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I always wonder what people refer to when they quote things spoken between the Jews and the Romans. Does ancient Jewish doctrine include instances of dialogue between the Jews and the Romans?

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Sorry, I'm sure it's a language issue, but I don't understand what you mean here. Do you want to know what Jewish tradition says about Romans? About the Roman Empire? About the Roman people? About Italians? (so... post 18th century?) About the government of Italy? –  Charles Koppelman Aug 9 '12 at 18:19
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I also am not sure what is being asked here? –  Gershon Gold Aug 9 '12 at 18:35
    
As the other commenters have pointed out, this question is very unclear. I've closed it as a temporary measure to allow you to clarify your intent. Please ping me in a comment here (by typing @msh210) when it's cleaned up and I'll be glad to reopen it. –  msh210 Aug 9 '12 at 18:45
    
@msh210 I think I know what he's asking, but the English is poor. How's this edit? –  Dov F Aug 9 '12 at 22:04
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@DovF - Wonderful, thank you –  Victor Aug 9 '12 at 22:17
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There are various instances of dialogue between the Jewish sages and the Roman philosophers in the Talmud. One such instance is the Mishna in Avodah Zarah (54b) and the ensuing Talmudic passage. One discussion recorded there goes as follows:

שאלו פלוסופין את הזקנים ברומי: אם אלהיכם אין רצונו בעבודת כוכבים מפני מה אינו מבטלה? אמרו להם: אילו לדבר שאין העולם צורך לו היו עובדין, הרי הוא מבטלה. הרי הן עובדין לחמה וללבנה ולכוכבים ולמזלות! יאבד עולם מפני השוטים?! אלא עולם כמנהגו נוהג, ושוטים שקלקלו עתידין ליתן את הדין. דבר אחר: הרי שגזל סאה של חטים [והלך] וזרעה בקרקע, דין הוא שלא תצמח! אלא עולם כמנהגו, נוהג והולך ושוטים שקלקלו עתידין ליתן את הדין. דבר אחר: הרי שבא על אשת חבירו, דין הוא שלא תתעבר! אלא עולם כמנהגו נוהג והולך, ושוטים שקלקלו עתידין ליתן את הדין.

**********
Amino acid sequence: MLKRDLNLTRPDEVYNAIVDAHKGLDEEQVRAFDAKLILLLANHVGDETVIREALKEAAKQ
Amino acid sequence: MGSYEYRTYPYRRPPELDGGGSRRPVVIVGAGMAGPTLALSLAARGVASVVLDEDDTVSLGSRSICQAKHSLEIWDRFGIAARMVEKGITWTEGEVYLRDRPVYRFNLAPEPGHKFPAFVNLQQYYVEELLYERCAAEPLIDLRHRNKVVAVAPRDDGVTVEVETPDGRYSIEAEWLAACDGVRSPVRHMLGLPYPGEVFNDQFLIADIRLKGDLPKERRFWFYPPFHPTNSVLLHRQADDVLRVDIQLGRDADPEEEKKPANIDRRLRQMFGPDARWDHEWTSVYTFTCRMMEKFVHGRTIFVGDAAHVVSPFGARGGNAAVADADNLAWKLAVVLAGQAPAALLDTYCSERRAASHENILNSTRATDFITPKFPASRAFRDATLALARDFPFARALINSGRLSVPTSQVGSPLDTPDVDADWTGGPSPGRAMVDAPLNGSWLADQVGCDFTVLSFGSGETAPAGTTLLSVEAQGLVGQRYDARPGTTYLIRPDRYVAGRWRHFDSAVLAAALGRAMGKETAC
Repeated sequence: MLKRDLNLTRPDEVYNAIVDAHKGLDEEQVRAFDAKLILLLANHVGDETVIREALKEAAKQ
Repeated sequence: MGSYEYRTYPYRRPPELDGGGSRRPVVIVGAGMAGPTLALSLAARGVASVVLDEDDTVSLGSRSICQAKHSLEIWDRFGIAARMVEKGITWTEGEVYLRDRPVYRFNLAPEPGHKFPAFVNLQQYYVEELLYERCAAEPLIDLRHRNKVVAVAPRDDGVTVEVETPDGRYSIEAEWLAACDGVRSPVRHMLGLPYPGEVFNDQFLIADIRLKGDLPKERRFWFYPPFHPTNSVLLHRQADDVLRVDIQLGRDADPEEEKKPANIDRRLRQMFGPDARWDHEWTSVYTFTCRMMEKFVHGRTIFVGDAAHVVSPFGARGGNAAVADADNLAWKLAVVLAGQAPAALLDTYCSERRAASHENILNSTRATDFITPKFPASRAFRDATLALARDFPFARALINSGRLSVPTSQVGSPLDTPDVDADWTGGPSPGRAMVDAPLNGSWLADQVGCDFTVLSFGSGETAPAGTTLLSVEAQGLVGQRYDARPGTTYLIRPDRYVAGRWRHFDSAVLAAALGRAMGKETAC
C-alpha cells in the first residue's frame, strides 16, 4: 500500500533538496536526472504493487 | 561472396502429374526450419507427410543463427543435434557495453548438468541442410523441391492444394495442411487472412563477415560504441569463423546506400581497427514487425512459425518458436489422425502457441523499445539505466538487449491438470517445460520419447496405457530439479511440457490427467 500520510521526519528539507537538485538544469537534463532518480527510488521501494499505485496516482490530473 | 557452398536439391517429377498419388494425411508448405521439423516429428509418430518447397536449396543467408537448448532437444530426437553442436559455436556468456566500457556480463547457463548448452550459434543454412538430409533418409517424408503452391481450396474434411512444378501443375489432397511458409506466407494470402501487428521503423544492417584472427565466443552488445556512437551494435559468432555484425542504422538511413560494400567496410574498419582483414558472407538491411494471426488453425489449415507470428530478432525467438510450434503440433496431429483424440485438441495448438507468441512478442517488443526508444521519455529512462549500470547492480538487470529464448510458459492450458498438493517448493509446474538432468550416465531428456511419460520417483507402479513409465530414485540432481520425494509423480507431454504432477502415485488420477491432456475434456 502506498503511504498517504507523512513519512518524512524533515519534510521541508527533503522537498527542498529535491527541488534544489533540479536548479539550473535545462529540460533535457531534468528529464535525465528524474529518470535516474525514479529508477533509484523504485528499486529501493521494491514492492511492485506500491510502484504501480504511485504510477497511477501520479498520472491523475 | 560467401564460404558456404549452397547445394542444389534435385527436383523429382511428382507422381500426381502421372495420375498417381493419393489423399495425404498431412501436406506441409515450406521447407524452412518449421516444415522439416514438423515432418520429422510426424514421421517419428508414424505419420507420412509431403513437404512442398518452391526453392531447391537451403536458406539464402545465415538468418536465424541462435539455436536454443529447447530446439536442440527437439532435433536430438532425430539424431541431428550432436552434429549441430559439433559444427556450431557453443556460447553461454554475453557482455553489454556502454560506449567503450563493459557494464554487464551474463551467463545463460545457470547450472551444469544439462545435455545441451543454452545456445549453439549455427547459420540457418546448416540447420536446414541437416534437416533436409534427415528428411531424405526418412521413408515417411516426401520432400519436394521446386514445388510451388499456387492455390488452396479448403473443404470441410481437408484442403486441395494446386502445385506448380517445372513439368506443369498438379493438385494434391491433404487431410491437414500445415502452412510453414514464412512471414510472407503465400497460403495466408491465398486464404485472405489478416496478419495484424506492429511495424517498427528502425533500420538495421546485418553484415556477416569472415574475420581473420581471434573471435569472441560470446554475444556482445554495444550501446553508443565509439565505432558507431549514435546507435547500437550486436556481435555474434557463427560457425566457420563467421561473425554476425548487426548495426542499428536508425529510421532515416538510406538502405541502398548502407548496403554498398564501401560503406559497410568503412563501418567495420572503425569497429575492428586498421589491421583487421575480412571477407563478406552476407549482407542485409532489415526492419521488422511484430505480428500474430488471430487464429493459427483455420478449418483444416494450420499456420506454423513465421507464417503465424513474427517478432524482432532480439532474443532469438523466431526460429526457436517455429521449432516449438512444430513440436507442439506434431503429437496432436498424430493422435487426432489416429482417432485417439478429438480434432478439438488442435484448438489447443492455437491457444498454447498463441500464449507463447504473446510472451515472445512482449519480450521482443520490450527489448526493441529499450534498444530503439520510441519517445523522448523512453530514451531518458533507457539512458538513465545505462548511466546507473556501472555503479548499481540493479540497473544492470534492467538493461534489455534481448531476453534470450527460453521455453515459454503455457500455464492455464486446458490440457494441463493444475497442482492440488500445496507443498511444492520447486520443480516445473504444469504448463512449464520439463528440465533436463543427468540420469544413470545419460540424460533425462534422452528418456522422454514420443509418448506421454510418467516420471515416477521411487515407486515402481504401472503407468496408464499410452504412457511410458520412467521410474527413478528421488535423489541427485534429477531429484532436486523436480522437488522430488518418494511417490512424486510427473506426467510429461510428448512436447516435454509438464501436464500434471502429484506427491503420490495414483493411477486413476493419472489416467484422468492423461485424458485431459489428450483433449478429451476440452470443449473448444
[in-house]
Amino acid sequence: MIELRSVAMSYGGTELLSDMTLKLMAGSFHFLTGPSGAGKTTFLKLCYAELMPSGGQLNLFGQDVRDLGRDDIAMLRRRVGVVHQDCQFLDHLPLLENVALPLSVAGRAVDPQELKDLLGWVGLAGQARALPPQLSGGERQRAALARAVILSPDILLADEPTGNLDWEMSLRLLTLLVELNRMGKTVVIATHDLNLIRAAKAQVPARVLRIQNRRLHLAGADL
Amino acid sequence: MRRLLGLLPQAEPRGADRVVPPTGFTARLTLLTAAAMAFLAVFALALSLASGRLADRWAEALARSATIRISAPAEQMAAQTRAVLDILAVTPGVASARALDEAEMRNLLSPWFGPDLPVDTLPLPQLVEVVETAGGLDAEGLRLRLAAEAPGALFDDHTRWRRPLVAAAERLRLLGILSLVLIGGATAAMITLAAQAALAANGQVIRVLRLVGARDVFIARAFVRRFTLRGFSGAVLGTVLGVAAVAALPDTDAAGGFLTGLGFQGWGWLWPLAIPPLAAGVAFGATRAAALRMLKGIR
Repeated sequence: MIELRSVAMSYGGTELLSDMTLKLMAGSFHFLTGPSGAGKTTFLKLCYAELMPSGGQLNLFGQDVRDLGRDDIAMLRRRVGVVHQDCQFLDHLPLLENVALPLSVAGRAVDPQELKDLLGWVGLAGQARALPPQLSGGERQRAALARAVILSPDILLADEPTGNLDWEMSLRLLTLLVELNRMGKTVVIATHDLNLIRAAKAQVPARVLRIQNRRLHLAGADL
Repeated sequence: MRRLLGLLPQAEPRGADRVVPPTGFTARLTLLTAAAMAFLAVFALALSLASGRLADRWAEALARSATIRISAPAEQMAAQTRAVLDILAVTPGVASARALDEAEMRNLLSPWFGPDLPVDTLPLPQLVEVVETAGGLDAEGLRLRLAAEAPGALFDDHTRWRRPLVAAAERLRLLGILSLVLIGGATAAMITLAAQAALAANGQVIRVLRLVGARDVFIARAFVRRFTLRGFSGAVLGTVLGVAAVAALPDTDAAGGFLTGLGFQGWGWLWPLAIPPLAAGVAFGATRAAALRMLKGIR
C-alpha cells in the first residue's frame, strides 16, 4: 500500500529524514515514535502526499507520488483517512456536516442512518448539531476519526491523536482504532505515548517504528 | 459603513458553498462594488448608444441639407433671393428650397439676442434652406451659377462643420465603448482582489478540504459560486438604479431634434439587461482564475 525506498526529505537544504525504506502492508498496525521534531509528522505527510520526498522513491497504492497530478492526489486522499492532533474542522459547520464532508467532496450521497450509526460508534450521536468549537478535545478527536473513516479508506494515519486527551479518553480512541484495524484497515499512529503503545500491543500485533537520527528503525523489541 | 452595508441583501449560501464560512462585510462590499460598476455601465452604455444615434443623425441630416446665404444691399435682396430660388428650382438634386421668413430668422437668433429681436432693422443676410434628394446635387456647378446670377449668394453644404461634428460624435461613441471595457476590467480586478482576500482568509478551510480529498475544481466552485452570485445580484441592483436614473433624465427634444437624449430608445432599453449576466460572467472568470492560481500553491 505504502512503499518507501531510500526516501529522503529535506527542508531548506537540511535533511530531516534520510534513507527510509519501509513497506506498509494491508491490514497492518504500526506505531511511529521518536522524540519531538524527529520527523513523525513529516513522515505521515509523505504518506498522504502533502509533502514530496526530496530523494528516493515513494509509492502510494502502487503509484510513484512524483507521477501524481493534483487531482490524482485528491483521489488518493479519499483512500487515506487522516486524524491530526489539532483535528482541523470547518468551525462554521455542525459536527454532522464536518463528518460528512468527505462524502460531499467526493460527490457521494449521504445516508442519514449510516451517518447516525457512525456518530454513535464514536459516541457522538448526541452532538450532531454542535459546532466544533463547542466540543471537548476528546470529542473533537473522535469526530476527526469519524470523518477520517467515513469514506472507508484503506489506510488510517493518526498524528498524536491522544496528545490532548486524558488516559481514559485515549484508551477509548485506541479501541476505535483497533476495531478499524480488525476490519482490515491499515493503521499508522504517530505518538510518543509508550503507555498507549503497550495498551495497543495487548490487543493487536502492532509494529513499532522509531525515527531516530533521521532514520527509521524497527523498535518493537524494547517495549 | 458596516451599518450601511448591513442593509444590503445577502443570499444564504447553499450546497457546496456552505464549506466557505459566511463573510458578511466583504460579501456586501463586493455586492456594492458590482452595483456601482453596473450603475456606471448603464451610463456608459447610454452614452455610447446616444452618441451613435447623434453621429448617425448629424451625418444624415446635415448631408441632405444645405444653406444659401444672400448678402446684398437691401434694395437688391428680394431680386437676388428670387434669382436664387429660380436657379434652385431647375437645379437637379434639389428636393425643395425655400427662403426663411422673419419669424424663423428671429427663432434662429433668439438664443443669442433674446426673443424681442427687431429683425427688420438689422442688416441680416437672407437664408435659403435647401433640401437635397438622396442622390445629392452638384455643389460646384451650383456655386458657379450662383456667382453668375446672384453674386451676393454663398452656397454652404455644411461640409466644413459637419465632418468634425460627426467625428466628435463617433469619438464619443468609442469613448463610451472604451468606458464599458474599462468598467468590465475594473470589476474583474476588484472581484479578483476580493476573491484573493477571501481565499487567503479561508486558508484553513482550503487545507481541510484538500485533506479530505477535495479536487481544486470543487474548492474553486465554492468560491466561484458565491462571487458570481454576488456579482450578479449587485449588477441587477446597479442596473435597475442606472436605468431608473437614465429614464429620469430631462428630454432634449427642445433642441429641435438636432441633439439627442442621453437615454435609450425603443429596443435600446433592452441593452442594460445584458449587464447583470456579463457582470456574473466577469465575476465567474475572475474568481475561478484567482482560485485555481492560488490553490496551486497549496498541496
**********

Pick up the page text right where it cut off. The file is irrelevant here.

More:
Philosophers asked the elders in Rome, “If your God has no desire for idolatry, why does he not abolish it?” They replied, “If it were something which the world has no need for that was worshipped, he would abolish it; but people worship the sun, moon, stars and planets; should he destroy the universe on account of fools?! Rather the world runs its natural course, and as for the fools who act wrongly, they will ultimately have to render an accounting. Another illustration: Suppose a man stole a measure of wheat and went and sowed it in the ground; it would make sense that it should not grow! But the world runs its natural course, and as for the fools who act wrongly, they will ultimately have to render an accounting. Another illustration: Suppose a man has intercourse with his neighbor’s wife; it would makes sense that she should not conceive! But the world runs its natural course, and as for the fools who act wrongly, they will ultimately have to render an accounting.”

I attempted an explanation of this passage here.

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great example, thank you –  Victor Aug 9 '12 at 22:38
    
@Victor Anytime, thanks. –  Dov F Aug 9 '12 at 22:40
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